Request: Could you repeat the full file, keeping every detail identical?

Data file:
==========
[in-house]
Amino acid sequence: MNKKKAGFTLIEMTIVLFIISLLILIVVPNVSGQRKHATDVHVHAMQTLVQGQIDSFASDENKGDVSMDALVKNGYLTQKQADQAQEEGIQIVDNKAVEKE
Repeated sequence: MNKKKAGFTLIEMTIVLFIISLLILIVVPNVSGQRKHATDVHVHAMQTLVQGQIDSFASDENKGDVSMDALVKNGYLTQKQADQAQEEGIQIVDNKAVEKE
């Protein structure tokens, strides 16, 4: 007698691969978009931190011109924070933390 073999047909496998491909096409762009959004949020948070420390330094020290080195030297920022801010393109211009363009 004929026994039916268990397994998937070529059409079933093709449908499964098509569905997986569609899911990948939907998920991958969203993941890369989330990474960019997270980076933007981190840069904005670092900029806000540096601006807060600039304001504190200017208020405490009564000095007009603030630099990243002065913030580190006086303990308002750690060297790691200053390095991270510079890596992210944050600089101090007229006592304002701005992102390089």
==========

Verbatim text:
[in-house]
Amino acid sequence: MNKKKAGFTLIEMTIVLFIISLLILIVVPNVSGQRKHATDVHVHAMQTLVQGQIDSFASDENKGDVSMDALVKNGYLTQKQADQAQEEGIQIVDNKAVEKE
Repeated sequence: MNKKKAGFTLIEMTIVLFIISLLILIVVPNVSGQRKHATDVHVHAMQTLVQGQIDSFASDENKGDVSMDALVKNGYLTQKQADQAQEEGIQIVDNKAVEKE
């Protein structure tokens, strides 16, 4: 007698691969978009931190011109924070933390 073999047909496998491909096409762009959004949020948070420390330094020290080195030297920022801010393109211009363009 004929026994039916268990397994998937070529059409079933093709449908499964098509569905997986569609899911990948939907998920991958969203993941890369989330990474960019997270980076933007981190840069904005670092900029806000540096601006807060600039304001504190200017208020405490009564000095007009603030630099990243002065913030580190006086303990308002750690060297790691200053390095991270510079890596992210944050600089101090007229006592304002701005992102390089």